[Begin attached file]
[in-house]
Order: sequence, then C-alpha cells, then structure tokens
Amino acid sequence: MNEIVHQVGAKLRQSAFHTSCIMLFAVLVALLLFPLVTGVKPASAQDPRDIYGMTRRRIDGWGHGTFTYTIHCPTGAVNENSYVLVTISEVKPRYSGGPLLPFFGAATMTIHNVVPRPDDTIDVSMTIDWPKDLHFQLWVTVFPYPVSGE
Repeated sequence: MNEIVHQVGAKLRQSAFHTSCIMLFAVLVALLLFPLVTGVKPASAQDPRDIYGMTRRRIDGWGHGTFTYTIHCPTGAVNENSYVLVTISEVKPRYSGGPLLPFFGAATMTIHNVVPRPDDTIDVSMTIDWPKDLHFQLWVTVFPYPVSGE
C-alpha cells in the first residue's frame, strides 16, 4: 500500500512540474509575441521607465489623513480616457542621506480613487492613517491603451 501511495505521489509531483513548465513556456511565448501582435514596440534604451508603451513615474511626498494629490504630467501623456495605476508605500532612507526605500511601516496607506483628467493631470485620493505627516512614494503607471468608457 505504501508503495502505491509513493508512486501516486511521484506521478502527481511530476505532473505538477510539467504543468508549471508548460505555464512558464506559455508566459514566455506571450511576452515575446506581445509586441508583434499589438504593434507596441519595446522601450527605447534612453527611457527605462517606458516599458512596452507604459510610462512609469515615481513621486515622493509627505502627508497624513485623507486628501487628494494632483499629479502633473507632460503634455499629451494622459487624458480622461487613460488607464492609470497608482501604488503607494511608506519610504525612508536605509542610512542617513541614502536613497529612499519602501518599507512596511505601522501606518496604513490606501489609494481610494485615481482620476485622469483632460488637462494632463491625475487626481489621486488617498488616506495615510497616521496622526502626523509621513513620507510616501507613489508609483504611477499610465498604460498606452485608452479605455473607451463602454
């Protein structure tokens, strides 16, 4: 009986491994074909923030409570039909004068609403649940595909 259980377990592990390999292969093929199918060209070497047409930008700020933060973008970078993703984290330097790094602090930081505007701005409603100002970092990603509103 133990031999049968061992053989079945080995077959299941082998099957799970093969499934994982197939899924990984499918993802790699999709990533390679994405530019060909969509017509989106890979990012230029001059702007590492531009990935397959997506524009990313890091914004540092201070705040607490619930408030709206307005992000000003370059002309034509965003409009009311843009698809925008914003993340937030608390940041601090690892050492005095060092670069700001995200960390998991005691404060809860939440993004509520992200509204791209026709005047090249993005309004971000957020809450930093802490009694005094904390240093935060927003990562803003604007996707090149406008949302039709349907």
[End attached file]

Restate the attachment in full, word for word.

[in-house]
Order: sequence, then C-alpha cells, then structure tokens
Amino acid sequence: MNEIVHQVGAKLRQSAFHTSCIMLFAVLVALLLFPLVTGVKPASAQDPRDIYGMTRRRIDGWGHGTFTYTIHCPTGAVNENSYVLVTISEVKPRYSGGPLLPFFGAATMTIHNVVPRPDDTIDVSMTIDWPKDLHFQLWVTVFPYPVSGE
Repeated sequence: MNEIVHQVGAKLRQSAFHTSCIMLFAVLVALLLFPLVTGVKPASAQDPRDIYGMTRRRIDGWGHGTFTYTIHCPTGAVNENSYVLVTISEVKPRYSGGPLLPFFGAATMTIHNVVPRPDDTIDVSMTIDWPKDLHFQLWVTVFPYPVSGE
C-alpha cells in the first residue's frame, strides 16, 4: 500500500512540474509575441521607465489623513480616457542621506480613487492613517491603451 501511495505521489509531483513548465513556456511565448501582435514596440534604451508603451513615474511626498494629490504630467501623456495605476508605500532612507526605500511601516496607506483628467493631470485620493505627516512614494503607471468608457 505504501508503495502505491509513493508512486501516486511521484506521478502527481511530476505532473505538477510539467504543468508549471508548460505555464512558464506559455508566459514566455506571450511576452515575446506581445509586441508583434499589438504593434507596441519595446522601450527605447534612453527611457527605462517606458516599458512596452507604459510610462512609469515615481513621486515622493509627505502627508497624513485623507486628501487628494494632483499629479502633473507632460503634455499629451494622459487624458480622461487613460488607464492609470497608482501604488503607494511608506519610504525612508536605509542610512542617513541614502536613497529612499519602501518599507512596511505601522501606518496604513490606501489609494481610494485615481482620476485622469483632460488637462494632463491625475487626481489621486488617498488616506495615510497616521496622526502626523509621513513620507510616501507613489508609483504611477499610465498604460498606452485608452479605455473607451463602454
């Protein structure tokens, strides 16, 4: 009986491994074909923030409570039909004068609403649940595909 259980377990592990390999292969093929199918060209070497047409930008700020933060973008970078993703984290330097790094602090930081505007701005409603100002970092990603509103 133990031999049968061992053989079945080995077959299941082998099957799970093969499934994982197939899924990984499918993802790699999709990533390679994405530019060909969509017509989106890979990012230029001059702007590492531009990935397959997506524009990313890091914004540092201070705040607490619930408030709206307005992000000003370059002309034509965003409009009311843009698809925008914003993340937030608390940041601090690892050492005095060092670069700001995200960390998991005691404060809860939440993004509520992200509204791209026709005047090249993005309004971000957020809450930093802490009694005094904390240093935060927003990562803003604007996707090149406008949302039709349907």